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NZXT Phantom 630 High Performance Modular Full-Tower Chassis Review

By: Chad Sebring | Full-Tower Cases in Cases, Cooling & PSU | Posted: Feb 14, 2013 9:32 pm
TweakTown Rating: 96%Manufacturer: NZXT

Inside the Phantom 630




The first look inside the Phantom 630 gives you a good idea of the room you have. You can also see that the wiring has been run down the case and through the grommet to keep them from flopping around, and the hardware box had motion sickness as it is lost its hardware as soon as I opened the door.




The four 5.25" bays are all functional, even with the I/O wiring above it, and they sport these new latches. To unlock them you flip the front part back at you and it opens right up. When the drive is installed, just push the tab back down to lock it.




Here are the three modular hard drive cages that will hold six 3.5" drives as well as 2.5" drives. Just held in with thumbscrews, and you can remove, rearrange, even add them side by side with the grooves seen on the floor. There is also an adjustable angle fan mount on the top hard drive bay rack.




If you want, you can remove them all together and open the chassis up to more water cooling options. You can easily slide in a dual 120mm or dual 140mm radiator here. If not, you can just open things up to allow less resistance to the 200mm fan pushing through here already.




In the roof of the chassis, NZXT installed one 200mm fan, although two of them can fit. You can also go down to a pair of 140mm fan, or three 120mm fans. There is also a thick offset to the top of the motherboard to allow for radiator support here without conflict.




Even the motherboard tray plays on the angles with the access hole to carry the theme as deep as possible. Around it are a dozen or so wire tie points, four large management holes with grommets in them, five medium size holes without them, and at the top there are a few more behind the tray.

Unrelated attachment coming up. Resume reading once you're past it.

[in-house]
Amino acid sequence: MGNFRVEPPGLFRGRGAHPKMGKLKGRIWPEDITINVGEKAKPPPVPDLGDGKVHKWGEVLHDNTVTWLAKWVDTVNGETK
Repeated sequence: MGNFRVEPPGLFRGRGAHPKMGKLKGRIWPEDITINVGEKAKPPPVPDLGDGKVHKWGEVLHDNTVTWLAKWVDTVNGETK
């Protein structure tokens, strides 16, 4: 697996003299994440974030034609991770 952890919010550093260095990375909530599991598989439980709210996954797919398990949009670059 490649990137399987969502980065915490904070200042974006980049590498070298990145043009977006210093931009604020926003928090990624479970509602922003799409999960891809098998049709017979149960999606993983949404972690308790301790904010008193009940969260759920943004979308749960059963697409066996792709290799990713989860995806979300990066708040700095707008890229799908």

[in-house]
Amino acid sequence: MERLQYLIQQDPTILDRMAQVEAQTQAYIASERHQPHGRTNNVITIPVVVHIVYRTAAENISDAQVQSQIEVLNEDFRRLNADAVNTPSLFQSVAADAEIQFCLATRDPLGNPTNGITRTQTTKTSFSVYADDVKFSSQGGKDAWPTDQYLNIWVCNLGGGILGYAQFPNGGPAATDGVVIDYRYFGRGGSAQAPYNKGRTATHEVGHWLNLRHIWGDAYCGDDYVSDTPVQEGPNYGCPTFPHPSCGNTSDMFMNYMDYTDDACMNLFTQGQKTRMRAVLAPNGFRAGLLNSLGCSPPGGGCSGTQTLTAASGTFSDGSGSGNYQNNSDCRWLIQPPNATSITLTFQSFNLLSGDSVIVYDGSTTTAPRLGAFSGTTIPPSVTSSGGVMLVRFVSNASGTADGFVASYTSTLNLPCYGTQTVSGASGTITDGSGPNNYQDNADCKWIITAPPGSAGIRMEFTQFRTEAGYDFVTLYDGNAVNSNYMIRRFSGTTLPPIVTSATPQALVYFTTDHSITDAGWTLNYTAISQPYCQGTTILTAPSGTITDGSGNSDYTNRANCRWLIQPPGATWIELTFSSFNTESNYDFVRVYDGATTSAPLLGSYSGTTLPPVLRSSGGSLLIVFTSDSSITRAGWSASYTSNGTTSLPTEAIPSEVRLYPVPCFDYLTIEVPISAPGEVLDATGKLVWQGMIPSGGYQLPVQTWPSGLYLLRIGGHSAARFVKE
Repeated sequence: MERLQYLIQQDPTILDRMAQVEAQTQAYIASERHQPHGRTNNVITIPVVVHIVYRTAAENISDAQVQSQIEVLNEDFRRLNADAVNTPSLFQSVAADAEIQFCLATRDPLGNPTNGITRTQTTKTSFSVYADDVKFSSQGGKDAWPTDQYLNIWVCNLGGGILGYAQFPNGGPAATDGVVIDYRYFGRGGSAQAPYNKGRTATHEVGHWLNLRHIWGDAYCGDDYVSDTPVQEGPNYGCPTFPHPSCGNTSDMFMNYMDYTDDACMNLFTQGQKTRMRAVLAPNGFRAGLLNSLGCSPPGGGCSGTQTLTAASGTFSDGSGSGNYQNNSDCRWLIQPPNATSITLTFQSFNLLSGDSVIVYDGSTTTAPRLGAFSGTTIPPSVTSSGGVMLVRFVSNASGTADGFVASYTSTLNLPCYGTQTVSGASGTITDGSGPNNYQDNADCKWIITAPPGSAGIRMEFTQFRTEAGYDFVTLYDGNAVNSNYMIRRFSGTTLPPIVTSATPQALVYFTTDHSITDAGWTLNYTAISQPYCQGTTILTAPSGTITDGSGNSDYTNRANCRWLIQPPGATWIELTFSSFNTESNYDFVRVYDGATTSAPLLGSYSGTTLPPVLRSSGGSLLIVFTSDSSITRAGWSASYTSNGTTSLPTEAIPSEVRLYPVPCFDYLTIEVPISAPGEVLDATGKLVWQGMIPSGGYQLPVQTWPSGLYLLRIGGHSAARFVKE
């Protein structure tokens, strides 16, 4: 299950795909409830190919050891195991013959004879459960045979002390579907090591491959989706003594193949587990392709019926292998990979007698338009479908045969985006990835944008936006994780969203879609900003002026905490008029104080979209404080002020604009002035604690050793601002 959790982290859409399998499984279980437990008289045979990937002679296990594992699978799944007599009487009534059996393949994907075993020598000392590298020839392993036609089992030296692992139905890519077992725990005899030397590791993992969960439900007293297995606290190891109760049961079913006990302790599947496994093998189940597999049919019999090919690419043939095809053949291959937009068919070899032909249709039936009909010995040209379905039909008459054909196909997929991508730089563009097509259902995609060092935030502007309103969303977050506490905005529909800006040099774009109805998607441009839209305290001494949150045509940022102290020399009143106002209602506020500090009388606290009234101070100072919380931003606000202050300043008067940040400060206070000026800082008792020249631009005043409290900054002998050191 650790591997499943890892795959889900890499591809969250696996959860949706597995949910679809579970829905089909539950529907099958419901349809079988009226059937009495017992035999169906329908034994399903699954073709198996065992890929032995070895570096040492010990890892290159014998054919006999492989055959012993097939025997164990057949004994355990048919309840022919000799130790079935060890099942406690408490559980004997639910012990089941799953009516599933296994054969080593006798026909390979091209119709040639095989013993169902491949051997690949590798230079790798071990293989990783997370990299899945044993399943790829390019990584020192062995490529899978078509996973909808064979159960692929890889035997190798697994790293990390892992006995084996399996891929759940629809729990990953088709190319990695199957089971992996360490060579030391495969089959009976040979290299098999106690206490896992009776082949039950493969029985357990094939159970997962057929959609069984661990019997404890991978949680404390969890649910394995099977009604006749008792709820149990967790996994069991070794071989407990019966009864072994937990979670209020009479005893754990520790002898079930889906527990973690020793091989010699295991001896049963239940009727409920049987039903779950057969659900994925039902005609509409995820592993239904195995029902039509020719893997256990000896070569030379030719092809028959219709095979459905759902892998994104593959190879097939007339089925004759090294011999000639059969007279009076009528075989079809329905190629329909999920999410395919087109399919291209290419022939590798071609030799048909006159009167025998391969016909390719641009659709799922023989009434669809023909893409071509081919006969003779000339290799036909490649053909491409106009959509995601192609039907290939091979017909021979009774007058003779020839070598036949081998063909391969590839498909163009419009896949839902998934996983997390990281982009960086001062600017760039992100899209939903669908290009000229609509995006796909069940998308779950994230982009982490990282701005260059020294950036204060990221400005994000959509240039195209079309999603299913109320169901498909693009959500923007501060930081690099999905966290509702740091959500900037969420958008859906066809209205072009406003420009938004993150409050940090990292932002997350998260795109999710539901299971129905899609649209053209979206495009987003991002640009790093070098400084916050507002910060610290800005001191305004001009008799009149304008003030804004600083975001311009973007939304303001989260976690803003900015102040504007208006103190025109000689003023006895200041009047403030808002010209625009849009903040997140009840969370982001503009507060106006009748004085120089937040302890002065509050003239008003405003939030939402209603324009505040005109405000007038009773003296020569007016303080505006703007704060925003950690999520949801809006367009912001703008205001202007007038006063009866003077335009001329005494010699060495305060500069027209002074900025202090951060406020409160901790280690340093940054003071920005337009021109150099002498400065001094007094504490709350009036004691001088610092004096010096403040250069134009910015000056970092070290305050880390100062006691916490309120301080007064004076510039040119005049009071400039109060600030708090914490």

The floor of the chassis has support for medium sized and huge sized PSUs, and is louvered under to allow for better flow through the steel and the dust filter. The plate that is holding the hard drives now can also be removed to give you access to the two optional fan mounts, possibly for water cooling.




In the back of the chassis, if you look above the 140mm fan, you can see that I can move the fan up to get it right behind my air cooler to get a tunneling effect going to remove more heat faster. What is a bit of a surprise is the use of tiny pan head screws instead of thumbscrews for the nine slots.




Behind the motherboard tray there is all the room you are ever going to need. The bundled wiring as they have it set up wasn't even touching the panel, so we should be fine. Also notice the fan hub sitting just left of the access hole.




There was enough room back here, that NZXT offers two slide-in bays to hold 2.5" drives. So if you were to remove the front drive bays, you do still have a way to mount the SSD.




The wiring from the front I/O is very long, and you will have no issues getting these black cables to the connectors on any motherboard. There are two USB 2.0 connections (on is used by the SD card reader), HD Audio, the front panel connections, Native USB 3.0, and a female end of a lead from the fan controller.

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